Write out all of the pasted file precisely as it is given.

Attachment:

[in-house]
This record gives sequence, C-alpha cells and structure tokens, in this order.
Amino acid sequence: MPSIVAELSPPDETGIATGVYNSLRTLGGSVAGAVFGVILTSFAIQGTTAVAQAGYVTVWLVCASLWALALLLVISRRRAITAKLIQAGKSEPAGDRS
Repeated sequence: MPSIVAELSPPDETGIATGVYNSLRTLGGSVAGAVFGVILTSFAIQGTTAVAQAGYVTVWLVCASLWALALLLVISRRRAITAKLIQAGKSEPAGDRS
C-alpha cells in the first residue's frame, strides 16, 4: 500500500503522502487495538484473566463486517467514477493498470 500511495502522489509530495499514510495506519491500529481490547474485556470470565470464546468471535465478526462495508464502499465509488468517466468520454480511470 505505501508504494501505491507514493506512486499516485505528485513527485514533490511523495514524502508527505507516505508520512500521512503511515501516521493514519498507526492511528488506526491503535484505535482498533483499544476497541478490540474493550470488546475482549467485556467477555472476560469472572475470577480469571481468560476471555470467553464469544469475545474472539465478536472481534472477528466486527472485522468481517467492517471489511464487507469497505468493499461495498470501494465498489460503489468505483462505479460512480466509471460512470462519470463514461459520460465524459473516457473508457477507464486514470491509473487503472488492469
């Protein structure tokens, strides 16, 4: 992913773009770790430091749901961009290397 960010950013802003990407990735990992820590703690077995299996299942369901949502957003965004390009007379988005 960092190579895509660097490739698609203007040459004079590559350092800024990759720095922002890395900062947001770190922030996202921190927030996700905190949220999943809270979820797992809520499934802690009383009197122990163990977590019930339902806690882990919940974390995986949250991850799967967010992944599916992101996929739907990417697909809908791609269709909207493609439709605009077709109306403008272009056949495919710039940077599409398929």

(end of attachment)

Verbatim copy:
[in-house]
This record gives sequence, C-alpha cells and structure tokens, in this order.
Amino acid sequence: MPSIVAELSPPDETGIATGVYNSLRTLGGSVAGAVFGVILTSFAIQGTTAVAQAGYVTVWLVCASLWALALLLVISRRRAITAKLIQAGKSEPAGDRS
Repeated sequence: MPSIVAELSPPDETGIATGVYNSLRTLGGSVAGAVFGVILTSFAIQGTTAVAQAGYVTVWLVCASLWALALLLVISRRRAITAKLIQAGKSEPAGDRS
C-alpha cells in the first residue's frame, strides 16, 4: 500500500503522502487495538484473566463486517467514477493498470 500511495502522489509530495499514510495506519491500529481490547474485556470470565470464546468471535465478526462495508464502499465509488468517466468520454480511470 505505501508504494501505491507514493506512486499516485505528485513527485514533490511523495514524502508527505507516505508520512500521512503511515501516521493514519498507526492511528488506526491503535484505535482498533483499544476497541478490540474493550470488546475482549467485556467477555472476560469472572475470577480469571481468560476471555470467553464469544469475545474472539465478536472481534472477528466486527472485522468481517467492517471489511464487507469497505468493499461495498470501494465498489460503489468505483462505479460512480466509471460512470462519470463514461459520460465524459473516457473508457477507464486514470491509473487503472488492469
């Protein structure tokens, strides 16, 4: 992913773009770790430091749901961009290397 960010950013802003990407990735990992820590703690077995299996299942369901949502957003965004390009007379988005 960092190579895509660097490739698609203007040459004079590559350092800024990759720095922002890395900062947001770190922030996202921190927030996700905190949220999943809270979820797992809520499934802690009383009197122990163990977590019930339902806690882990919940974390995986949250991850799967967010992944599916992101996929739907990417697909809908791609269709909207493609439709605009077709109306403008272009056949495919710039940077599409398929």